• Ask. Customers will certainly leave reviews of their own accord but you could increase your online feedback exponentially by simply asking. Increase your chances by crafting personalized emails to long-time customers, and leave a sign at your cash register or at the exit.
  • Simplify. Make the process of leaving a review as simple as possible. Create a Google review link that takes users directly to the review interface for your business. Put this link on your website, in your email signatures, and in your social media profiles. To get it, click “write a review” from your Google My Business profile and copy the URL.
  • Educate. If a customer doesn’t know how to leave a review on Google, they are less likely to do so. Educate them on the process in person, in email, and online. (All they have to do is click the link you give them, choose a star rating and enter their comments—it’s easy.)
  • Plan. Timing is everything. Find the sweet spot between when a customer has had the chance to try your products or service and when their experience has faded from memory. Once you’ve figured the optimal window, train your staff on when and how to ask. Use reminder apps, your CRM or organizational calendar.
  • Integrate. Use your existing campaigns like emails to ask for reviews by embedding a link and a call-to-action.
  • Managing your reviews. Congratulations! You’ve got Google reviews. Now you’ll need to know how to manage them. Follow these tips to maximize their power.
  • Respond regularly. Make a habit of responding to all customer feedback, positive and negative. The practice makes reviewers feel that their opinions are important, and encourages others to leave their reviews. It also shows potential customers that you’re a company that’s engaged with its customer base. A full 26% of respondents to a recent survey said that it’s important that local businesses respond to reviews.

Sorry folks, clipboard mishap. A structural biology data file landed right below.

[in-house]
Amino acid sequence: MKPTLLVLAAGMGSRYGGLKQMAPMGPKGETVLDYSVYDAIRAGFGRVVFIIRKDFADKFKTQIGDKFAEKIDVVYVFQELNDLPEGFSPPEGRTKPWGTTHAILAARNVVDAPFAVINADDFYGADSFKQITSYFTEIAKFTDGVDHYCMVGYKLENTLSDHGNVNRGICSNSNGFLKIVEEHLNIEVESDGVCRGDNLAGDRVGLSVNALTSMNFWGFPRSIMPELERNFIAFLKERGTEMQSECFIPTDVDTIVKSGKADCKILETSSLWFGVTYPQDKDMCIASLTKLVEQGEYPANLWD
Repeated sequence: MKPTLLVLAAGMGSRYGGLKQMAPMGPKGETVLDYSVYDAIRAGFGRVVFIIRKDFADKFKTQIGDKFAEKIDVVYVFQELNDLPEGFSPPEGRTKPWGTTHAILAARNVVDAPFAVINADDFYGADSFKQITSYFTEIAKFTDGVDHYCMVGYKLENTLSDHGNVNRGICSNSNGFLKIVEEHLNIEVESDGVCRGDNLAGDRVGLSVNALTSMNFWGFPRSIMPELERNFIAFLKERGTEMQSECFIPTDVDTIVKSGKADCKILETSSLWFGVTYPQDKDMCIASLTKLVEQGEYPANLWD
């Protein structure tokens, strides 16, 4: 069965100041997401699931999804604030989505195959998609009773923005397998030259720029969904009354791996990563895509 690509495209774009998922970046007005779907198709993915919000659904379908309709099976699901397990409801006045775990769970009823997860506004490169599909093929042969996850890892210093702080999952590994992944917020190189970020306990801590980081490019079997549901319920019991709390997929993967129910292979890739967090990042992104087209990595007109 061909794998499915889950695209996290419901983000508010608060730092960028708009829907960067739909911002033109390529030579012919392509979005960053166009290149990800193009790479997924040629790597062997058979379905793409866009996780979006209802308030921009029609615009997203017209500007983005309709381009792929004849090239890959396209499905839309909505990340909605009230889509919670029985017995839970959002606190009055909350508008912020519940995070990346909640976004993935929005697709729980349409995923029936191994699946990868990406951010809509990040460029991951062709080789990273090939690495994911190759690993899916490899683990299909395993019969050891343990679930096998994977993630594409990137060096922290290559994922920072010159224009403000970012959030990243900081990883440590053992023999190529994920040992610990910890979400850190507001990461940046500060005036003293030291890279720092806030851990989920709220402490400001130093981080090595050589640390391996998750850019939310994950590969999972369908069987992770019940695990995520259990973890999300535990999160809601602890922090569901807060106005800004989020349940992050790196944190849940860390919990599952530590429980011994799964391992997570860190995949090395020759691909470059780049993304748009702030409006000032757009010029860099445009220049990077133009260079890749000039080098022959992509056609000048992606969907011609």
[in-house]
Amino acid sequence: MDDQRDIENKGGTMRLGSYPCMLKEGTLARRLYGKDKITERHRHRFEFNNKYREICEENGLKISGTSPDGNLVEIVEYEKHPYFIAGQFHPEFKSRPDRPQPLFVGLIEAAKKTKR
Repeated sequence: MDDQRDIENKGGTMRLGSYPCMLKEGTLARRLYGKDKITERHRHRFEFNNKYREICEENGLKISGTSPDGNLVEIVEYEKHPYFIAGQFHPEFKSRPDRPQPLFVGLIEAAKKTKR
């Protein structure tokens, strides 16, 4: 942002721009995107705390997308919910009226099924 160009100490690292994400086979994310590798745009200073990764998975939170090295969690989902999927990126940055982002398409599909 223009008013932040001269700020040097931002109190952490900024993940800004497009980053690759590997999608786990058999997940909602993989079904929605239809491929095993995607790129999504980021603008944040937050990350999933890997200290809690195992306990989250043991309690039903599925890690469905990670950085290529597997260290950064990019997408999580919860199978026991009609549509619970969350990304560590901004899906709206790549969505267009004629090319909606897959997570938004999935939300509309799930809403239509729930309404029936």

• Keep it simple. Keep your responses brief, polite, and positive. Thank all reviewers for their feedback.
  • Turn negatives into positives. Dealing with negative reviews can be tricky but done right, it can actually improve your reputation. Best practices include inviting one-to-one contact via email or business phone, offering to investigate, maintaining honesty, and apologizing for mistakes. Be courteous, calm, and helpful, and strive to offer a personal touch by signing off with a name or initials. Customers who had negative experiences but a positive customer service follow-up will sometimes leave a follow-up review. From a business perspective, this is gold. It shows that your company can be trusted when it comes to customer care.


Google reviews are a free and easy way to strengthen your company’s reputation, drive traffic, and monitor your services. Dedicating just a little bit of attention to your reviews can translate into massive business gains.  Learn the art of the ask (and the art of the follow-up) for the best results.